Novel Therapy-Tecentriq Combo Fails to Improve Survival in an Aggressive Form of Lung Cancer

Tiragolumab plus Tecentriq and chemotherapy did not significantly improve progression-free survival and overall survival in patients with extensive-stage small-cell lung cancer.

Preliminary data from the phase 3 SKYSCRAPER-02 study demonstrated that the anti-TIGIT immunotherapy tiragolumab plus Tecentriq (atezolizumab) and chemotherapy did not significantly improve survival in patients with extensive-stage small-cell lung cancer.

In particular, this first-line treatment regimen did not significantly improve progression-free survival (the time during and after treatment that a patient lives with cancer without worsening), according to a press release from Roche, the manufacturer of the anti-TIGIT immunotherapy. A previous short-term analysis of the data also demonstrated that the regimen did not improve overall survival (the time when a patient with cancer is still alive) and is unlikely to significantly improve this factor in the final analysis of the data.

“Today’s outcome is disappointing, as we had hoped to continue building on the advances of Tecentriq in extensive-stage small-cell lung cancer, which remains difficult to treat,” said Dr. Levi Garraway, chief medical officer and head of global product development at Roche, in the release.

Data from this phase 3 study suggested that first-line treatment with tiragolumab plus Tecentriq and chemotherapy was well tolerated in this patient population. In addition, researchers did not identify any new safety signals when tiragolumab was added to Tecentriq and chemotherapy.

Data from the SKYSCRAPER-02 study will be presented at an upcoming medical meeting, according to the release.

Small-cell lung cancer, the most aggressive form of lung cancer, is often associated with rapid disease progression and poor survival, according to the release. Tecentriq, a monoclonal antibody that binds to the PD-L1 protein to potentially activate T cells, was the first immunotherapy that showed a survival benefit in patients with extensive-stage small-cell lung cancer in the phase 3 IMpower133 study. These findings led to its approval by the Food and Drug Administration (FDA), making it the first approved treatment option in 20 years. Despite this progress, more treatment options are needed to improve outcomes in patients with cancers like small-cell lung cancer.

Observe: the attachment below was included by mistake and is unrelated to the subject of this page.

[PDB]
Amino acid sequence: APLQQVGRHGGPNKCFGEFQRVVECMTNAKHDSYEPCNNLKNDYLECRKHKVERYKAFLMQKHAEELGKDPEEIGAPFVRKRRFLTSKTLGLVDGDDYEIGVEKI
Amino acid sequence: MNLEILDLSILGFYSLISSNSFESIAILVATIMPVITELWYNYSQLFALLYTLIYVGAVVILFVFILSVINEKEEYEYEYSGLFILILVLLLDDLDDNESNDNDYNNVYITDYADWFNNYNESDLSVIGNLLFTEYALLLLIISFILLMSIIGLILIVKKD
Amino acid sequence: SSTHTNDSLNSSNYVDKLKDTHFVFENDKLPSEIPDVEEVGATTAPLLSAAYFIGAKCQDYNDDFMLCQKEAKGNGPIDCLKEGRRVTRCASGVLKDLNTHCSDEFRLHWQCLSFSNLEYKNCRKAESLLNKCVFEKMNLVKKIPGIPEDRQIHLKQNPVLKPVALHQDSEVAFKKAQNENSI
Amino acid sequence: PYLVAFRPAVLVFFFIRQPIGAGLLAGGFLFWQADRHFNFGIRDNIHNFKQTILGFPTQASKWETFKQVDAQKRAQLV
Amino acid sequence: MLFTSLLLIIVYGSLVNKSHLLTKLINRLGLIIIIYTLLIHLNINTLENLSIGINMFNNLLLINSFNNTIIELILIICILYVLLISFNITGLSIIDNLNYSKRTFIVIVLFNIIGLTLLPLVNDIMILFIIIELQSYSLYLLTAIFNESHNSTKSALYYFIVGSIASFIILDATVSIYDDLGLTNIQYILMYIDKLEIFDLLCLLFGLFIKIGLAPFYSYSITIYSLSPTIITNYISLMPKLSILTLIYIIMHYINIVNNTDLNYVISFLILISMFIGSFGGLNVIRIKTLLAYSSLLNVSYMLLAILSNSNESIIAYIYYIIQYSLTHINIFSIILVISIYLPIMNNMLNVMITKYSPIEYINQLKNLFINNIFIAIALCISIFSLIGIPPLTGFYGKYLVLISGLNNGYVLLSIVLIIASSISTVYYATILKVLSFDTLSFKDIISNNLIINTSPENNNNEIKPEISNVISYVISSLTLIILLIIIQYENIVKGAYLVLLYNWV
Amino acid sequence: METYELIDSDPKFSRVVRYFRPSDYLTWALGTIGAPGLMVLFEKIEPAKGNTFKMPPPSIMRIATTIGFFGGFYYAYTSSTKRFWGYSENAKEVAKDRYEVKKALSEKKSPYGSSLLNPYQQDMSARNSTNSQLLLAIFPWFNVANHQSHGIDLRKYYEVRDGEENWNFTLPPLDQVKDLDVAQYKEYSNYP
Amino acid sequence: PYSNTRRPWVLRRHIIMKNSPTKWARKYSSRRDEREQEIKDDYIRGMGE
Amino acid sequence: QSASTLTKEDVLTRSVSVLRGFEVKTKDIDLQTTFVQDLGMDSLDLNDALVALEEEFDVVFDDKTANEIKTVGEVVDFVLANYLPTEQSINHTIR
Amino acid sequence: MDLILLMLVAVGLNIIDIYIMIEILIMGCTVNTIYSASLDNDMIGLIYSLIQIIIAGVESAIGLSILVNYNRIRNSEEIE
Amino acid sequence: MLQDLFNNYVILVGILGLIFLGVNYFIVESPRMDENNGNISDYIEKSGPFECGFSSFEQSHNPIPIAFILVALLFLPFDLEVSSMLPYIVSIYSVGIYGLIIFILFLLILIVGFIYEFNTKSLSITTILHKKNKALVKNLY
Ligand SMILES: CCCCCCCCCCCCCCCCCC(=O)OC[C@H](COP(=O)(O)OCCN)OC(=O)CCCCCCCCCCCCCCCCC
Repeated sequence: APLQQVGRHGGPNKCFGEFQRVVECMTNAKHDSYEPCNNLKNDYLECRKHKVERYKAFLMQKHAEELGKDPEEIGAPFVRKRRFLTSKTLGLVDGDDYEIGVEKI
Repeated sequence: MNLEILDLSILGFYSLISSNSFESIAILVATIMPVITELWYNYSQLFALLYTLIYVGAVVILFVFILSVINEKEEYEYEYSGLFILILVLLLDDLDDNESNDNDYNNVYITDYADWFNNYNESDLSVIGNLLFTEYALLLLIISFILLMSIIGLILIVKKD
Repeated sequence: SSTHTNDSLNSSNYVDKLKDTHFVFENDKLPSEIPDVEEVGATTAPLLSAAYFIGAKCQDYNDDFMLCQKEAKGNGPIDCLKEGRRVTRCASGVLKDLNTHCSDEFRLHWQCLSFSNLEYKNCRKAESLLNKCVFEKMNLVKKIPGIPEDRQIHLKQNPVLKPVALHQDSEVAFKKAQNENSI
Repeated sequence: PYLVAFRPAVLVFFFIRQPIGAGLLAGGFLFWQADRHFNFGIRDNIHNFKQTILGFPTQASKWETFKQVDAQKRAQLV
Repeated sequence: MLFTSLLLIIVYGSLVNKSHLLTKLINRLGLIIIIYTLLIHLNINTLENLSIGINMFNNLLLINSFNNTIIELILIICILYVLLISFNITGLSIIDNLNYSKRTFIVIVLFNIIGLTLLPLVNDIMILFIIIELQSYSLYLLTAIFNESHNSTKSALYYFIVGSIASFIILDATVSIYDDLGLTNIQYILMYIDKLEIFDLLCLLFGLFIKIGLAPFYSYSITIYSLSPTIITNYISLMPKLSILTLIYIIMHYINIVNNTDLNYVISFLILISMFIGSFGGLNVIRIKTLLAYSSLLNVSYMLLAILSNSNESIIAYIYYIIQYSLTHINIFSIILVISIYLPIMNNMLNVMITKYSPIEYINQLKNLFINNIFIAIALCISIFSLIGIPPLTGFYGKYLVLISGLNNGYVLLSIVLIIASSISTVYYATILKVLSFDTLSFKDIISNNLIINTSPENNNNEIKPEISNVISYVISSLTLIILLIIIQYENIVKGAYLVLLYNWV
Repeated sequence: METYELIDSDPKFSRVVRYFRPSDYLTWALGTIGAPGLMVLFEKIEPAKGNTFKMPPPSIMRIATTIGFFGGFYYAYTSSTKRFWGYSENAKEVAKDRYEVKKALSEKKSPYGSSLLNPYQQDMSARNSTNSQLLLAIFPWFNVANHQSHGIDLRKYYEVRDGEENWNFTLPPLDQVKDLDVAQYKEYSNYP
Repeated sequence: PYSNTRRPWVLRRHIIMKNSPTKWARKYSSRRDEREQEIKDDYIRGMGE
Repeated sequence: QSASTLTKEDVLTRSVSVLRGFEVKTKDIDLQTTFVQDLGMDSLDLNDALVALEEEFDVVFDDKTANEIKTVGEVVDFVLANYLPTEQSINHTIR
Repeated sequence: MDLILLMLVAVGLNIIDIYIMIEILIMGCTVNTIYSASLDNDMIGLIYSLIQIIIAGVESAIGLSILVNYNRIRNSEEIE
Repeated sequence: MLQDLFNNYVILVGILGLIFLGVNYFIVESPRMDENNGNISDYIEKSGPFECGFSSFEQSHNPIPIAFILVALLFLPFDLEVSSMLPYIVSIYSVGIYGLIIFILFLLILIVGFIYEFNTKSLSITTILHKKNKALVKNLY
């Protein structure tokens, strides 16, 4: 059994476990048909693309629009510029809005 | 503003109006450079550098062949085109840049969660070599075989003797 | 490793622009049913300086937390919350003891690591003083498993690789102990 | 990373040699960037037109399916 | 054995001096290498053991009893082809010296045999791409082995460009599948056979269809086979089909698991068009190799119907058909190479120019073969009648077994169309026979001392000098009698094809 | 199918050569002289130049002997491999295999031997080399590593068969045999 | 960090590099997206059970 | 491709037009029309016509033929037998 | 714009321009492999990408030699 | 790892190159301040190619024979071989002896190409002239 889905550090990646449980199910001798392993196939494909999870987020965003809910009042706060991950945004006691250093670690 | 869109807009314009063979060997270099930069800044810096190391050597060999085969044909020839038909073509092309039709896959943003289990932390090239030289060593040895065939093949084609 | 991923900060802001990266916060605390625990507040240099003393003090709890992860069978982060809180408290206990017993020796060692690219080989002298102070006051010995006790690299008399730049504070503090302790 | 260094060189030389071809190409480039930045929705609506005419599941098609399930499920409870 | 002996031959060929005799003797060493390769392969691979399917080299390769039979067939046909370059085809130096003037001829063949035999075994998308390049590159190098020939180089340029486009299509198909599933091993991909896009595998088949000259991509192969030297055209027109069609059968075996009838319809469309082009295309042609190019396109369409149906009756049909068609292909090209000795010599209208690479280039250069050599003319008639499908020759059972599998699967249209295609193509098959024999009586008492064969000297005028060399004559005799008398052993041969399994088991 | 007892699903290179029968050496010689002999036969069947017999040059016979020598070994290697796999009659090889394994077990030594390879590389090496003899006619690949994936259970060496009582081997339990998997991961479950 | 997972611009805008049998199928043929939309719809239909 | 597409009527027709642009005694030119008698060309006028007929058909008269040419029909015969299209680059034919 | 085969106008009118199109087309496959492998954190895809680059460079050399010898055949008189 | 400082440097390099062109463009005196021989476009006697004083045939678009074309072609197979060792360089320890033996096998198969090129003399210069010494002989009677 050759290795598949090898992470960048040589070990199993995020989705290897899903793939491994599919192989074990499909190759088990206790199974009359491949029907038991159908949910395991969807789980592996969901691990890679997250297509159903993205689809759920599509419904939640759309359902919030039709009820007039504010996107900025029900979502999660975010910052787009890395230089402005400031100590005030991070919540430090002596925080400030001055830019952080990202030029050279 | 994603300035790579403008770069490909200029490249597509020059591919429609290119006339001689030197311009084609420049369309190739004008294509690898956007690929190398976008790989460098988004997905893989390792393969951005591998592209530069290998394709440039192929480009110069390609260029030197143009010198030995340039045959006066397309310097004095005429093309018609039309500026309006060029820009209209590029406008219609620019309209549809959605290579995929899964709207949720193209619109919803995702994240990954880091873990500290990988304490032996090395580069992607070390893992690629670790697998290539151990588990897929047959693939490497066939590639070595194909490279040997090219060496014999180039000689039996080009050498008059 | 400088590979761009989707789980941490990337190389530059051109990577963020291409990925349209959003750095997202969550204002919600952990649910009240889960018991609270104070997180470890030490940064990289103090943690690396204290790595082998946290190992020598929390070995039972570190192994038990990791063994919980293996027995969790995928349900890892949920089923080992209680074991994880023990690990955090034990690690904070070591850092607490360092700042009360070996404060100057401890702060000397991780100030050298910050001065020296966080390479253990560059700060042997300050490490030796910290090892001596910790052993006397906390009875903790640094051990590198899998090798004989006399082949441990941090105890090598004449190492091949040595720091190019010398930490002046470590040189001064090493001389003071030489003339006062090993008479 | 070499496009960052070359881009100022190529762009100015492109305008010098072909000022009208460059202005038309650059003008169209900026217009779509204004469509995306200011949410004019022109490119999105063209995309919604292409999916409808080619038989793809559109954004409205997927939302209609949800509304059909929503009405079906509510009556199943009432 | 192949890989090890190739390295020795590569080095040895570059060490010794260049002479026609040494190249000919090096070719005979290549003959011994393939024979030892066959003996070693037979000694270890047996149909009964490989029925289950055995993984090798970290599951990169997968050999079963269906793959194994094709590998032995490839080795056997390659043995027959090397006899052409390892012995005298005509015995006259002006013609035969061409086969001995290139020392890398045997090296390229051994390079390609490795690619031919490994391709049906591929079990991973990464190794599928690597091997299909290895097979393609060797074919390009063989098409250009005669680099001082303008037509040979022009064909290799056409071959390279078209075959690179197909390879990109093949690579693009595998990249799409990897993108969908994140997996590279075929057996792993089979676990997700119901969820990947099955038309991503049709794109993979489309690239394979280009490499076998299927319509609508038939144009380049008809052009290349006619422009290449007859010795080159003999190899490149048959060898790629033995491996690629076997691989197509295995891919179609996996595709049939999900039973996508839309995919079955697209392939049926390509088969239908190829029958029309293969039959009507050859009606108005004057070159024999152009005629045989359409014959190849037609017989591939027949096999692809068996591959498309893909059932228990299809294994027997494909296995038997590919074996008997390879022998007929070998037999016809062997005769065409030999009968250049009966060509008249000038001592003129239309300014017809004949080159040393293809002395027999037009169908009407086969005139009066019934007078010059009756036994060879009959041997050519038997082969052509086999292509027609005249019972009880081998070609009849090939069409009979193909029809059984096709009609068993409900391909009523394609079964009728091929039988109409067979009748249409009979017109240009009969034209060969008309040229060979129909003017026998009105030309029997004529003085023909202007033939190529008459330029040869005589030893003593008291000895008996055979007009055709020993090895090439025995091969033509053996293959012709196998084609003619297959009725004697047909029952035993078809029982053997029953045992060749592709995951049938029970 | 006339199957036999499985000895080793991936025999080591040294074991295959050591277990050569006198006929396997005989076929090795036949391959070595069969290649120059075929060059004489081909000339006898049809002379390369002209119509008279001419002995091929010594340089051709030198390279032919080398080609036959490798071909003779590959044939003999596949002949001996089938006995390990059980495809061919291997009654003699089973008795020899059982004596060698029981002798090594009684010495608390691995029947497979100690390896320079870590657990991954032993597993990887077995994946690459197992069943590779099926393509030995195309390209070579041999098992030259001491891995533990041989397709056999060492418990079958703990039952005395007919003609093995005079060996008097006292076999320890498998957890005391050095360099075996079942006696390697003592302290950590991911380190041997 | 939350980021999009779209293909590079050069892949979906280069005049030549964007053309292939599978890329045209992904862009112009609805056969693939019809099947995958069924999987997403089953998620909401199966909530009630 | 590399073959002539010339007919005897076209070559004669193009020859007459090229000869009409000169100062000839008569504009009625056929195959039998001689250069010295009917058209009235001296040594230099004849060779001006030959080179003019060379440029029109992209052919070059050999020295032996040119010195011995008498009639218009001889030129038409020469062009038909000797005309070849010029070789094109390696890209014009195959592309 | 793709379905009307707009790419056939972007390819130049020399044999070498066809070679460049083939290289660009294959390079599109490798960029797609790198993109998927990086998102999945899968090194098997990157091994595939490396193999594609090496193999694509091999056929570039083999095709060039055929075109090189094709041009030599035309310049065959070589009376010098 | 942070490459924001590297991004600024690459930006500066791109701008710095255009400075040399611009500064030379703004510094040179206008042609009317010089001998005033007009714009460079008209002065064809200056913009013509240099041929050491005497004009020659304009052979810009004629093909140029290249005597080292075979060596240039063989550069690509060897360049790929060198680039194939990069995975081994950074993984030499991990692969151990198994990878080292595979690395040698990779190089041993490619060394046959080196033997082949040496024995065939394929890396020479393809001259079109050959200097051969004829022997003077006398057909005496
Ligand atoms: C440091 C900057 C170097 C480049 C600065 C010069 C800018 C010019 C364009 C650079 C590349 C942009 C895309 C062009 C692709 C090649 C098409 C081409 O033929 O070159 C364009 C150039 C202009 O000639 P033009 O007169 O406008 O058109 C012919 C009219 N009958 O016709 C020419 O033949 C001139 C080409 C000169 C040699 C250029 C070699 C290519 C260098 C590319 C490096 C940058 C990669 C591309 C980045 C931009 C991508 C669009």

Tiragolumab is a novel immune checkpoint inhibitor that binds to TIGIT, a novel inhibitory immune checkpoint that may suppress the immune response to cancer, according to the release. Preclinical research has demonstrated that tiragolumab may amplify the immune system when added to drugs like Tecentriq.

The FDA granted tiragolumab breakthrough therapy designation in January 2021 for the front-line treatment of patients with PD-L1-high metastatic non-small cell lung cancer. This means that the FDA granted permission for tiragolumab to undergo expedited development and review because of its potential ability to treat a serious condition based on preliminary preclinical evidence. The designation by the FDA was based on findings from the phase 2 CITYSCAPE study.

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